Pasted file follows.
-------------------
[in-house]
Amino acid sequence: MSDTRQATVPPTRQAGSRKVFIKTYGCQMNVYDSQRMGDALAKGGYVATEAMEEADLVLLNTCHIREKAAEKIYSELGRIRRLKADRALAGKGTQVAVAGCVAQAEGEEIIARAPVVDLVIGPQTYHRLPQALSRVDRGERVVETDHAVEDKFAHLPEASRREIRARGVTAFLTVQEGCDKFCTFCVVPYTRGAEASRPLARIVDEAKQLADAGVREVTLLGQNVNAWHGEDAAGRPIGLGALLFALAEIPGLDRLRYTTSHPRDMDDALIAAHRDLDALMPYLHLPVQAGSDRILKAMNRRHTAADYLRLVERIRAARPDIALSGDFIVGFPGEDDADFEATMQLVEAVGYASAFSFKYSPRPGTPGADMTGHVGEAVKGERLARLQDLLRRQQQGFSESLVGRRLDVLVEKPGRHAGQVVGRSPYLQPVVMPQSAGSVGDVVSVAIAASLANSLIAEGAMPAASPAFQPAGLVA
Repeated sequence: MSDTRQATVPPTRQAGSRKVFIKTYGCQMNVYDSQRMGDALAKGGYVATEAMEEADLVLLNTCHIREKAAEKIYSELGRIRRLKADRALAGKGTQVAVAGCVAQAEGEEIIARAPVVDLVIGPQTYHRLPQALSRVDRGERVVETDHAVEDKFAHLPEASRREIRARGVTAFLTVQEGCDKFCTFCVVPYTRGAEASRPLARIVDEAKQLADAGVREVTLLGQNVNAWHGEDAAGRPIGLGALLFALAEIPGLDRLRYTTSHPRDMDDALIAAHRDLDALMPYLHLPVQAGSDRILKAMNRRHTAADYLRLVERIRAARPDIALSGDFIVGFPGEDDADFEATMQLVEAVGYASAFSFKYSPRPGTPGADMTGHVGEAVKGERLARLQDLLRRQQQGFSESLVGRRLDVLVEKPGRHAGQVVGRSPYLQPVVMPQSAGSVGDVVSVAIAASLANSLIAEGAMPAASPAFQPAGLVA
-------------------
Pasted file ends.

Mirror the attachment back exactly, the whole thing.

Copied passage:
[in-house]
Amino acid sequence: MSDTRQATVPPTRQAGSRKVFIKTYGCQMNVYDSQRMGDALAKGGYVATEAMEEADLVLLNTCHIREKAAEKIYSELGRIRRLKADRALAGKGTQVAVAGCVAQAEGEEIIARAPVVDLVIGPQTYHRLPQALSRVDRGERVVETDHAVEDKFAHLPEASRREIRARGVTAFLTVQEGCDKFCTFCVVPYTRGAEASRPLARIVDEAKQLADAGVREVTLLGQNVNAWHGEDAAGRPIGLGALLFALAEIPGLDRLRYTTSHPRDMDDALIAAHRDLDALMPYLHLPVQAGSDRILKAMNRRHTAADYLRLVERIRAARPDIALSGDFIVGFPGEDDADFEATMQLVEAVGYASAFSFKYSPRPGTPGADMTGHVGEAVKGERLARLQDLLRRQQQGFSESLVGRRLDVLVEKPGRHAGQVVGRSPYLQPVVMPQSAGSVGDVVSVAIAASLANSLIAEGAMPAASPAFQPAGLVA
Repeated sequence: MSDTRQATVPPTRQAGSRKVFIKTYGCQMNVYDSQRMGDALAKGGYVATEAMEEADLVLLNTCHIREKAAEKIYSELGRIRRLKADRALAGKGTQVAVAGCVAQAEGEEIIARAPVVDLVIGPQTYHRLPQALSRVDRGERVVETDHAVEDKFAHLPEASRREIRARGVTAFLTVQEGCDKFCTFCVVPYTRGAEASRPLARIVDEAKQLADAGVREVTLLGQNVNAWHGEDAAGRPIGLGALLFALAEIPGLDRLRYTTSHPRDMDDALIAAHRDLDALMPYLHLPVQAGSDRILKAMNRRHTAADYLRLVERIRAARPDIALSGDFIVGFPGEDDADFEATMQLVEAVGYASAFSFKYSPRPGTPGADMTGHVGEAVKGERLARLQDLLRRQQQGFSESLVGRRLDVLVEKPGRHAGQVVGRSPYLQPVVMPQSAGSVGDVVSVAIAASLANSLIAEGAMPAASPAFQPAGLVA